came up to me and asked where I got my uniform," said Gibson. "I
told them I was in the military, but they didn't believe me. I was
arrested on the spot for impersonating an officer. At the time, I
couldn't believe what was happening.
"My mother couldn't even
get me out of jail," said Gibson. "She had to ask her employer, who
was white, to get me out."
The discrimination didn't
After being released from jail, he went to
Godman Field, Fort Knox where he became a bombardier navigator for
the 477th Bombardment Group, 616th Squadron flying B-25 bombers.
While Gibson and his crew were training for the invasion of Japan,
the atomic bombs were dropped on Hiroshima and Nagasaki, resulting
in the end of World War II.
Gibson went on to join the Army
Reserve before eventually leaving the military.
separating from the Reserve, Gibson, along with seven other African
American men, were chosen to take an exam for an apprentice program
at the Charleston Naval Shipyard. These men were the first African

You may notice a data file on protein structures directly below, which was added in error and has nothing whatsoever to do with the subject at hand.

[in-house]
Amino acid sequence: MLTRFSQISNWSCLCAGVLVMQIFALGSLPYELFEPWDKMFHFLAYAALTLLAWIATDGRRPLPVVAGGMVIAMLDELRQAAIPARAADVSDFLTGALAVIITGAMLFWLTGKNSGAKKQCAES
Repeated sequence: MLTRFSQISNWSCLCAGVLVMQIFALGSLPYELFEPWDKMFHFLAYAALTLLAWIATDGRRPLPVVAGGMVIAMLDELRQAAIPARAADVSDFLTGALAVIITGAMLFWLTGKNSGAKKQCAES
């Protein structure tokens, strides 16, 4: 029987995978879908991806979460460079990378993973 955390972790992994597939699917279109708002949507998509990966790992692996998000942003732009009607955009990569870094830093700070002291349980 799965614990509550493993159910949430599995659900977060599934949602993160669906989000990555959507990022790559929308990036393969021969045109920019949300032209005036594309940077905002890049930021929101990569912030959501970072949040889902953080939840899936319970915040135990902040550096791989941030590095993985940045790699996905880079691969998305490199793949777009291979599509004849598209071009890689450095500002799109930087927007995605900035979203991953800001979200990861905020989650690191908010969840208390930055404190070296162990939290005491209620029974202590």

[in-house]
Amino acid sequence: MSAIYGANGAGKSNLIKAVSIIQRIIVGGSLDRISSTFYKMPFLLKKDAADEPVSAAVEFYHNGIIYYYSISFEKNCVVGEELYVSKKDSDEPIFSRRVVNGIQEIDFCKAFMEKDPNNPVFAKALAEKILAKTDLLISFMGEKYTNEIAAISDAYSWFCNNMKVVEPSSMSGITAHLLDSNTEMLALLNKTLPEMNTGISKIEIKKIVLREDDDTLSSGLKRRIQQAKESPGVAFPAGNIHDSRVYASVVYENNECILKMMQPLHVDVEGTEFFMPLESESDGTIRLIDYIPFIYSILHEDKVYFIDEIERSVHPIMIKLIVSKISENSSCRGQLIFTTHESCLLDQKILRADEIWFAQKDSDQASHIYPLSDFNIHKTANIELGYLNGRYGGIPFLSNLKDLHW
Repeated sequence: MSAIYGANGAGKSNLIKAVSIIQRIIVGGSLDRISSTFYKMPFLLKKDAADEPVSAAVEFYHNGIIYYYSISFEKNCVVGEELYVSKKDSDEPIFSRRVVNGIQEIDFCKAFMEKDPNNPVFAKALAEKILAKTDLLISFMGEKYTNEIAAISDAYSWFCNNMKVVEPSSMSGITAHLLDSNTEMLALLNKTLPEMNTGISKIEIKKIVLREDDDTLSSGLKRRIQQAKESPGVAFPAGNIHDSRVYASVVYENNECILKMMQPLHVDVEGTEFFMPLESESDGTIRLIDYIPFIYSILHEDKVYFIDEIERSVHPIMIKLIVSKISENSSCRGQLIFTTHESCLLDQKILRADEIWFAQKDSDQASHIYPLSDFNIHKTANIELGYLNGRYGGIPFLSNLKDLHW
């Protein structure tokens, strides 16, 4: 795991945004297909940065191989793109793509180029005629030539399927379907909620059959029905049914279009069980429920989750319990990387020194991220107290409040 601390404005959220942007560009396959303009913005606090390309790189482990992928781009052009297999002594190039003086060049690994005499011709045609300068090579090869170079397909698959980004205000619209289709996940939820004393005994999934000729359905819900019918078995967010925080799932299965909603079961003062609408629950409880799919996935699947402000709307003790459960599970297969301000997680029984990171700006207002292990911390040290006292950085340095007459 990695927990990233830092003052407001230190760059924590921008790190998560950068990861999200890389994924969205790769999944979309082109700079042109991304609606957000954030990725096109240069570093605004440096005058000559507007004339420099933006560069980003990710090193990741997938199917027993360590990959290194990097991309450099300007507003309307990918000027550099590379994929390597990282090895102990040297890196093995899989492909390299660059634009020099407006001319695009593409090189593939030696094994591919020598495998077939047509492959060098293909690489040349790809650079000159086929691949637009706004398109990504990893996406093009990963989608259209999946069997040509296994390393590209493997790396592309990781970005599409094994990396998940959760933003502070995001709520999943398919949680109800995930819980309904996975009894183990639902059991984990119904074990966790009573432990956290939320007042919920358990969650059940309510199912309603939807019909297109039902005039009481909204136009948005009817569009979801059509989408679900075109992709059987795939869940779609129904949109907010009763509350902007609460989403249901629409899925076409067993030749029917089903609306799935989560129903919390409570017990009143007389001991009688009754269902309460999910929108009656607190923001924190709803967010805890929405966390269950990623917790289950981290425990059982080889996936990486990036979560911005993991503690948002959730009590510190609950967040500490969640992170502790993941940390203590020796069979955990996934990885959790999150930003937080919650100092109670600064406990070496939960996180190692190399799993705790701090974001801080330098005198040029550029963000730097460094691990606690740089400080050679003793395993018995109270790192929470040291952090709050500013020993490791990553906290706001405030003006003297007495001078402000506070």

Americans to be accepted into the program, however, they were once
again subject to racial discrimination by their white co-workers.
"The instructor at the shipyard wouldn't help me because of
the color of my skin," said Gibson. "He wouldn't answer my
questions, made life difficult for us and even used some pretty
offensive language. This just gave me the inspiration to prove him
Gibson used his military training and the lessons he
learned from those less tolerant of others, to forge a path for
other minorities to follow.
Gibson served as the first
full-time equal employment counselor at the Charleston Naval
Shipyard, handling more than 1,000 cases of alleged discrimination.
He retired from the shipyard after 38 years, in 1980.
these experiences made me stronger," said Gibson.
never forget that I am able to call myself an original Tuskegee
airman, something very few of us can say," said Gibson. "America
isn't perfect and she may be down on her luck, but I will be there
to hold her hand until she gets well."
By USAF Airman 1st Class Ashlee Galloway
Joint Base Charleston